Semester of Graduation

Fall 2018


Master of Chemical Engineering (MChE)


Chemical Engineering

Document Type



Nanopattern generation is required for building various structural entities in every production process that involves nanostructures. Advancing nanopatterning technologies play an important role in developing and broadening the current nanopatterning technologies to meet up with the ever-demanding requirements in the realm of smaller feature sizes, smoother line-edge roughness (LER) and facile pattern transfer in pursuit of faster computer processors, better electrocatalysts and more compact and intelligent sensors, etc. Conventionally, patterning needs are heavily relied on photolithography, a technique that dominate chip-making industry for more than 50 years. However conventional photolithography is bounded by inherent resolution limits and difficult to be applied on non-flat, flexible, or stretchable substrates. Advancement in patterning techniques are urgently needed to enhance the capability for sub-10 nm patterning onto versatile substrates. The patterning techniques adopted in this work is a bottom-up self-assembly driven scheme based on the phase segregation of block copolymers (BCPs). Cleverly designed BCPs system can generate self-assembled pattern to give a sub-10 nm pitch, demonstrating the tremendous potential of novel BCP chemistries in generating sub-10 nm features. Recent excellent works on BCPs with sub-10 nm natural periods are timely reviewed, and key principles in designing next generation BCP candidates for extreme scale lithography are proposed in the outlook.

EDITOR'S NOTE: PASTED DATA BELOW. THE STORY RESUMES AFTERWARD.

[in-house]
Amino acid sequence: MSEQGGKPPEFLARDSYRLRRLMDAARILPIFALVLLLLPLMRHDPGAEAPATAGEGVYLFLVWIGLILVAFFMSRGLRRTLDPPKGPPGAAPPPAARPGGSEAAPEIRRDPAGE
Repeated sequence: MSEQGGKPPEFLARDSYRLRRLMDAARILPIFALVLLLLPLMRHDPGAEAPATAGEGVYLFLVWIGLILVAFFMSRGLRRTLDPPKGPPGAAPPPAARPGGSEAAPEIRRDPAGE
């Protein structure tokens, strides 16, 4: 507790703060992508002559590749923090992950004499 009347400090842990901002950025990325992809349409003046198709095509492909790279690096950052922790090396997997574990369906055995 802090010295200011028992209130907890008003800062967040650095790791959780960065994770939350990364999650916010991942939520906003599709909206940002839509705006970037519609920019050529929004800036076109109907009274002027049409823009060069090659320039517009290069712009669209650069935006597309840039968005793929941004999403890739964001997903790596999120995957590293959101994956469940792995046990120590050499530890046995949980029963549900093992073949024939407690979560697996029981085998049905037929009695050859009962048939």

Thin film BCPs templates were leveraged to generate patterns on various substrates including silicon, gold, glassy carbon, reduced graphene oxide, Nafion ® membrane, and perfluorinated anion exchange membrane. The profound meaning of these demonstration is twofold, firstly showcased the robustness and wide portability of the tested BCP patterning scheme, secondly demonstration of introducing the BCP templates onto smart substrates that have special functionality and wide implications. Further ionization and metallization of BCPs templates exemplify the feasibility of fabricating nanostructured electrolytes and metal nanowires with controlled periodic features sizes. Ordered nanostructures with designed ionic loadings, metal densities on functional substrates open up tremendous possibility to be incorporated into sensor, nanoseparators and nanoreactors with novel properties that yet to be uncovered.



Committee Chair

Arges, Christopher